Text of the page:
By Poornima Prabhakaran
June 2019: We are at the cross-roads in more ways than one. Half-way through yet another year, as the air ‘clears’ on the political arena and the ‘dust’ settles down on yet another frenzied poll campaign culminating in its final verdict, the focus needs to move back on India’s prevailing, unabated problems. Air pollution must figure on top of the list of priorities. Incidentally, #BeatAirPollution was the theme of the World Environment Day (June 5, 2019).
India has had the dubious distinction of being the diabetes capital of the world. Now we vie for the top by being home to some of the world’s most polluted cities. The National Clean Air Programme had envisioned a game plan for strategic action to curb the rising levels of air pollution, beginning with 43 smart cities that fall in the category of 102 non-attainment cities (those that consistently show poorer air quality than the National Ambient Air Quality Standards). Loopholes in its structure have been identified and suggestions for revision were aplenty. While one hopes a stable government will foster strengthening of the resolve to fight this new ‘killer’, what can the scientific community do to catalyse appropriate action?
The evidence base for galvanising policy and action, besides allocating resources for air action plans, has been questioned, not least because of the ‘lack of enough local evidence’ for health effects of air pollution in India, with most knowledge emanating from studies elsewhere. A consortium steered by the PHFI’s Centre for Environmental Health and Centre for Chronic Disease Control, in collaboration with researchers from the Harvard School of Public Health and Karolinska Institutet, Sweden, has infused renewed energy amongst exposure scientists and health researchers in India, to work with each other to build scientific knowledge that will feed into effective policymaking for air pollution control.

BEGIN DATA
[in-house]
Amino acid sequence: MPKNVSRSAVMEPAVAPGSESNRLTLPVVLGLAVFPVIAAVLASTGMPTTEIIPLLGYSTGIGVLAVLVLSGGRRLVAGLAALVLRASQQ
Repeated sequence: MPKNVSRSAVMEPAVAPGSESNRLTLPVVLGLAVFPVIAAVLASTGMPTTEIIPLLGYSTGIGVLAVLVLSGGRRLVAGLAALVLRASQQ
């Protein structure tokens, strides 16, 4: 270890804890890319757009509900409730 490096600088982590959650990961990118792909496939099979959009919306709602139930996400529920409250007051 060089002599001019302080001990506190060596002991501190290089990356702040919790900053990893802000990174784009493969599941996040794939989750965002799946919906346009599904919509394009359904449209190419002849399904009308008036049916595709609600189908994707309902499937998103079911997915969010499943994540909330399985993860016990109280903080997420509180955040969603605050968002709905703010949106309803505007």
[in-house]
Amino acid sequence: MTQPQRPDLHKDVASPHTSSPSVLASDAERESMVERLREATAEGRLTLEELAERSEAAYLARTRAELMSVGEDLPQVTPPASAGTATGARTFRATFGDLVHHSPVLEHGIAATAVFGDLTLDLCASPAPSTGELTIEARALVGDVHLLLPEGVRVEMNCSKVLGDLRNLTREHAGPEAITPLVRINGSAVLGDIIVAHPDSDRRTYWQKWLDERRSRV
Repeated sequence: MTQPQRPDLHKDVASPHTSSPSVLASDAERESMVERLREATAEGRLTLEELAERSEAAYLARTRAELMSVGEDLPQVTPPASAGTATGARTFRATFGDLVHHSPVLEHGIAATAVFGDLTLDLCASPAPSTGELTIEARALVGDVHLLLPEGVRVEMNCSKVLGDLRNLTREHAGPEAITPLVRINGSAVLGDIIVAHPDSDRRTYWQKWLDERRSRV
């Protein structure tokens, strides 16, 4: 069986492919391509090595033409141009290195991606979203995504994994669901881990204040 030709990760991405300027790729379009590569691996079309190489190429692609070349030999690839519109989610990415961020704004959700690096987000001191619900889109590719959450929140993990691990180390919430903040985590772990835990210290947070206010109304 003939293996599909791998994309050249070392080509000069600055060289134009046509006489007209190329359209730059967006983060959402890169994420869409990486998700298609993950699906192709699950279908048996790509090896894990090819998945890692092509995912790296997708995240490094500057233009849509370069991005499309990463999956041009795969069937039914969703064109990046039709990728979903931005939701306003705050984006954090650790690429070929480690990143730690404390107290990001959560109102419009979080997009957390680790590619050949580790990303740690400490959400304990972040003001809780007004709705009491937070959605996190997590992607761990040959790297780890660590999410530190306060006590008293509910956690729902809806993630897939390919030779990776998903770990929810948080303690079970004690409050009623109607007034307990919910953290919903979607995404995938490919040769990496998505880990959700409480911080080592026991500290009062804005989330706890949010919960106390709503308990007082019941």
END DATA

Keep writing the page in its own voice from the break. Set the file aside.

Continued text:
The mantra of ‘health in all policies’ is central to this effort that will assess association of exposure to ambient PM2.5 levels during 2010-18 with a range of health outcomes. A nationwide model that uses data from multiple sources for exposure assessment from monitoring stations, satellite data, land-use data, weather data and chemical transport models in a unique comprehensive ‘ensemble’ approach is being constructed and will help build a strong evidence base for studying health effects of air pollution in India. The consortium will help establish evidence base for health effects of air pollution. Once this is done, effective policymaking emanating from India-specific evidence, appropriate resource allocation and targeted action can take place.
This new knowledge will help build awareness amongst healthcare providers. While tobacco-use as a risk factor for respiratory diseases, lung cancer and cardiovascular disease has been taught in the medical curricula, air pollution rarely figures in medical textbooks. A sea change is warranted across mind-sets of doctors and allied healthcare professionals, researchers, policymakers, city planners and the general public on the dangerous exposure to air pollution.
The economic cost of poor air quality is manifested through direct and indirect pathways—illness impacting work-days, increased burden on health services, widening inequalities by virtue of lower socio-economic status being a major factor for greater vulnerability to illness, coupled with poor access to healthcare amongst these categories—all feeding into a vicious cycle that has ripple effects on individual, household and national economies.
Much of the control must focus on dealing with the sources of air pollution. Major causes like industrial pollution, fossil fuel use, vehicular pollution, road dust, waste and stubble burning all require coordinated multi-stakeholder consultation for evolving a cohesive plan for mitigation and control.
While it will take national-level policymaking for dealing with issues like fossil fuel burning in thermal power plants, effective state air action plans must be facilitated with appropriate capacity-building at all levels for implementation.
India cannot afford to have a laid-back, lackadaisical approach to the new public health emergency caused by its deteriorating air quality. The time to act is now.
(The author is Head, Environmental Health & Additional Professor, PHFI, and deputy director, Centre for Environmental Health. Views are personal)